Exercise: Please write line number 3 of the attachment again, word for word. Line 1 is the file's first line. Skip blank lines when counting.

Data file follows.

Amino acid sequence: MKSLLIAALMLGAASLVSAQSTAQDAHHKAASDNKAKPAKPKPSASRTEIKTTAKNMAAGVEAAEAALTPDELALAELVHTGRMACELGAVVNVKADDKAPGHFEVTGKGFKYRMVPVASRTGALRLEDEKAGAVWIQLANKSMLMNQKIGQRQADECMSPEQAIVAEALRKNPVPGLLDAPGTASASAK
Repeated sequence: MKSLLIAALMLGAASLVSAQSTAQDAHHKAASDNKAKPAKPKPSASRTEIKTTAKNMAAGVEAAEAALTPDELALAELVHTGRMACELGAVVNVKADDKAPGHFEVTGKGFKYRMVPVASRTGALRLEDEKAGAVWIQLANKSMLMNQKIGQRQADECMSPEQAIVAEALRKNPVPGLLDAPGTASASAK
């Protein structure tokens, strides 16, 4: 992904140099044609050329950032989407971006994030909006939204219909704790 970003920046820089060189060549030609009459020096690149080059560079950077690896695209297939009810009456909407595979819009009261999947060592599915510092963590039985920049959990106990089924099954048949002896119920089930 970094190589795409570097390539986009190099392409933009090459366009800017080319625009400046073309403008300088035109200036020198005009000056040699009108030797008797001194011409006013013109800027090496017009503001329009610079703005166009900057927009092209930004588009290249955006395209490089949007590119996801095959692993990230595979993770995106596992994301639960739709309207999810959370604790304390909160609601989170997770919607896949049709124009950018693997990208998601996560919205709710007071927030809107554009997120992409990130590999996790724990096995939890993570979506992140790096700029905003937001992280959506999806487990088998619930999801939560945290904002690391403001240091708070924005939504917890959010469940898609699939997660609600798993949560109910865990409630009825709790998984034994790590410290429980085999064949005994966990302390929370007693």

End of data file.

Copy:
């Protein structure tokens, strides 16, 4: 992904140099044609050329950032989407971006994030909006939204219909704790 970003920046820089060189060549030609009459020096690149080059560079950077690896695209297939009810009456909407595979819009009261999947060592599915510092963590039985920049959990106990089924099954048949002896119920089930 970094190589795409570097390539986009190099392409933009090459366009800017080319625009400046073309403008300088035109200036020198005009000056040699009108030797008797001194011409006013013109800027090496017009503001329009610079703005166009900057927009092209930004588009290249955006395209490089949007590119996801095959692993990230595979993770995106596992994301639960739709309207999810959370604790304390909160609601989170997770919607896949049709124009950018693997990208998601996560919205709710007071927030809107554009997120992409990130590999996790724990096995939890993570979506992140790096700029905003937001992280959506999806487990088998619930999801939560945290904002690391403001240091708070924005939504917890959010469940898609699939997660609600798993949560109910865990409630009825709790998984034994790590410290429980085999064949005994966990302390929370007693």